Experts from Sheffield Hallam University are helping a Barnsley tanker manufacturer to slash a major supermarket’s fuel consumption by up to 10 per cent.
The University’s Hallam Energy consultancy is using techniques more often associated with the design of Formula One cars to improve the aerodynamic performance of tankers which are being developed by Platts Common Industrial Estate-based Road Tankers Northern for Morrisons.
Researchers used Computational Fluid Dynamics to reduce drag generated by the space between the tractor unit and the trailer.
RTN had attempted to narrow the gap between the tractor and trailer but asked Hallam Energy to identify any conflicts and turn them into opportunities for innovation.
Hallam Energy’s Dr Andrew Young says the cavity between tractor and trailer can be made more efficient if the mechanisms for drag generation are well understood.
“The challenge of improving the tanker’s aerodynamic performance while retaining its iconic looks required innovations drawing from sectors including motorsport and marine,” says Dr Young.
“Essentially, a tractor-tanker pairing is a combination of short tractor and long tanker objects, which have different drag characteristics.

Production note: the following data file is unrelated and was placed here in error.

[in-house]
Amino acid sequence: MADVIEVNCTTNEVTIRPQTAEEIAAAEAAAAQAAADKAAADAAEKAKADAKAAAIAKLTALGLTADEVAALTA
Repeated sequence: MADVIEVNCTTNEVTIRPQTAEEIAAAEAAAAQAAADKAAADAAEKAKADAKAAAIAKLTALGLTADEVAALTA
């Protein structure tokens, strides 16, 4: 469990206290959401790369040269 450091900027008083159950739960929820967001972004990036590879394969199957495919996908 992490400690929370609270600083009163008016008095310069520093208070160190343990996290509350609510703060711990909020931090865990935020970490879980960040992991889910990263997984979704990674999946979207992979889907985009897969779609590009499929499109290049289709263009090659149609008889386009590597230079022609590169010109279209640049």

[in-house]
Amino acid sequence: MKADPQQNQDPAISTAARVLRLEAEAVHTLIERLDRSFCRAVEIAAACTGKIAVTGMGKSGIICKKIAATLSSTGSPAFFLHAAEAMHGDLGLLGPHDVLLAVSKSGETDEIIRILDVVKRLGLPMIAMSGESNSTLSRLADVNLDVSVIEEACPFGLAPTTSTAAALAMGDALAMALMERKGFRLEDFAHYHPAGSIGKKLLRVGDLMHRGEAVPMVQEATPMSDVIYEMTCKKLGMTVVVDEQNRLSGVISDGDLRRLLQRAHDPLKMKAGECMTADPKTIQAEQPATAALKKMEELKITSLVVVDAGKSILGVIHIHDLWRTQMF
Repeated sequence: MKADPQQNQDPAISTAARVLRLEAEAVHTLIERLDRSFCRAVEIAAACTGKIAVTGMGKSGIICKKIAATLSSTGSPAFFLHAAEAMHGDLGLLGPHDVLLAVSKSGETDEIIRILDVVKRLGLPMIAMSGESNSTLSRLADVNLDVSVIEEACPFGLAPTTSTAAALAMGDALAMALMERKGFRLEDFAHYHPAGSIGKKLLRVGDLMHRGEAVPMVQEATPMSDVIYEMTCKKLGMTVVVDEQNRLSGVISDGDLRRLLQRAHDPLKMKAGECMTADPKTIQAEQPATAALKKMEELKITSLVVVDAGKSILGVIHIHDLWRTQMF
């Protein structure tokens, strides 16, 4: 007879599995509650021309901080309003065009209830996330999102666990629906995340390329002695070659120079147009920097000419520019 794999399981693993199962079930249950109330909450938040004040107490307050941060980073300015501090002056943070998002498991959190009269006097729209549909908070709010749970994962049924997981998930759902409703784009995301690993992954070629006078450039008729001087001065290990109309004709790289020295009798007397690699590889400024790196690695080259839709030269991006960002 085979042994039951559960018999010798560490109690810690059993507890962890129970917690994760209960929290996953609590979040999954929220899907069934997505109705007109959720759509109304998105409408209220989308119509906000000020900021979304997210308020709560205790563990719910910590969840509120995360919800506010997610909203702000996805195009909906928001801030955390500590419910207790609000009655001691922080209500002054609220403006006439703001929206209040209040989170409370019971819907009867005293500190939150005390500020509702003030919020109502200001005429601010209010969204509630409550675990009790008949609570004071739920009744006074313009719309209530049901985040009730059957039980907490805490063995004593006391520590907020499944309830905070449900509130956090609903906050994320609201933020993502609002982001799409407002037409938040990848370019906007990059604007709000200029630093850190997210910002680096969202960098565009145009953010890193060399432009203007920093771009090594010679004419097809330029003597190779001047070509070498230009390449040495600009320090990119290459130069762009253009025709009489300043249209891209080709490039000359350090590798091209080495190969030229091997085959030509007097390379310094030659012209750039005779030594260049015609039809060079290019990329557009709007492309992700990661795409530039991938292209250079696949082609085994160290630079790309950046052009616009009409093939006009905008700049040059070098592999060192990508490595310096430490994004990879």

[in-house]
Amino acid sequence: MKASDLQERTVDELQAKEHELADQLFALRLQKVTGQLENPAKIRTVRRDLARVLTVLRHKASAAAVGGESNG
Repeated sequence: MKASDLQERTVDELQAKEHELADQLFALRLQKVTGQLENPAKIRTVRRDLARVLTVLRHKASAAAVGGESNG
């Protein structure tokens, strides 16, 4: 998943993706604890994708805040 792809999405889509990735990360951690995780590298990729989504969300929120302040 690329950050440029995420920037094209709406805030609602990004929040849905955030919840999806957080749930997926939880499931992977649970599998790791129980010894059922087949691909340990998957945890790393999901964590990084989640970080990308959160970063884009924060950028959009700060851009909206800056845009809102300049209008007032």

Any disruption to the air flow caused by the tractor has to be tolerated by the tanker, and this is where significant gains in performance can be realised.
“By reducing the induced drag and setting up the flow to progress more smoothly, we were able to identify massive potential cost savings that go beyond existing research into tanker fuel consumption.”
RTN’s operations director, Don McKelvie, added: “This project is a superb example of industry and academia working together to make a very saleable product.
“Even the tiniest design changes can have a massive effect on the amount of fuel that is used by these tankers and we are planning to collaborate with Hallam Energy on future projects to see if further savings can be identified.
“The company has been able to redesign its tankers with the proven knowledge that they are lighter and more aerodynamic which translates into fuel efficiency and carbon savings without loss of structural integrity.”
A further project using the University’s state-of-the-art rapid prototyping facilities and wind tunnel means designs can be checked before full-scale tankers are built.